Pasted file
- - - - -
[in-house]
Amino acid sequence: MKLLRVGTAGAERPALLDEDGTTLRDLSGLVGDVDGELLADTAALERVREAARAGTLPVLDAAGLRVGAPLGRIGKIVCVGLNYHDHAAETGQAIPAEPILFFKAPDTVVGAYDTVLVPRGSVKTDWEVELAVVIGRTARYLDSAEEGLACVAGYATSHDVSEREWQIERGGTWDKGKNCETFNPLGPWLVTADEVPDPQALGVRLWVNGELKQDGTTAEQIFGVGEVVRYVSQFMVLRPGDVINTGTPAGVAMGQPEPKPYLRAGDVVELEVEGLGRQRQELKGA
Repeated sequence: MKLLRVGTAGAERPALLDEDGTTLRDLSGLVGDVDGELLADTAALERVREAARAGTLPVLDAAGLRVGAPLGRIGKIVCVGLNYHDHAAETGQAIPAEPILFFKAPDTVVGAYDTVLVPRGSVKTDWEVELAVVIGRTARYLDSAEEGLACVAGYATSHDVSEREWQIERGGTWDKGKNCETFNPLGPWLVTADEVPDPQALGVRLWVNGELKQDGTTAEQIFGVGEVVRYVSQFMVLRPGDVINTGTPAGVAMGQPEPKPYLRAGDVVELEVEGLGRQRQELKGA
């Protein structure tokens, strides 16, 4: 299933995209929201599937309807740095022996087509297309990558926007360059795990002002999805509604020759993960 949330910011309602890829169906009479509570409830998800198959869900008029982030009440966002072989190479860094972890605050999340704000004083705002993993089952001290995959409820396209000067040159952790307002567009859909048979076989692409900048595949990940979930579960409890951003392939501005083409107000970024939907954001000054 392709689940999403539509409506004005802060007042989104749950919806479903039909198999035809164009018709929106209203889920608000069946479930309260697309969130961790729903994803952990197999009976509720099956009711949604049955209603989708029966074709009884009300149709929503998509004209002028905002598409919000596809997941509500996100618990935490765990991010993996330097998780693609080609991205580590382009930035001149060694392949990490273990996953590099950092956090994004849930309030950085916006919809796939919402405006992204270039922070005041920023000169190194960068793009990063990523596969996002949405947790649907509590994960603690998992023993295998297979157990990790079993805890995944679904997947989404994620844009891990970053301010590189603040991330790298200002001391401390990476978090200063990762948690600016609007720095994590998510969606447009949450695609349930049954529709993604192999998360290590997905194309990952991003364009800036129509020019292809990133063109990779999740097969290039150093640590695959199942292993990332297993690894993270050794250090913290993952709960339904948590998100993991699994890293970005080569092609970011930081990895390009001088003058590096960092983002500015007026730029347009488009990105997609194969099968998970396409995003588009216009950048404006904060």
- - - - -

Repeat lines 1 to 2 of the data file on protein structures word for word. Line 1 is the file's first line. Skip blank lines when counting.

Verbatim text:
[in-house]
Amino acid sequence: MKLLRVGTAGAERPALLDEDGTTLRDLSGLVGDVDGELLADTAALERVREAARAGTLPVLDAAGLRVGAPLGRIGKIVCVGLNYHDHAAETGQAIPAEPILFFKAPDTVVGAYDTVLVPRGSVKTDWEVELAVVIGRTARYLDSAEEGLACVAGYATSHDVSEREWQIERGGTWDKGKNCETFNPLGPWLVTADEVPDPQALGVRLWVNGELKQDGTTAEQIFGVGEVVRYVSQFMVLRPGDVINTGTPAGVAMGQPEPKPYLRAGDVVELEVEGLGRQRQELKGA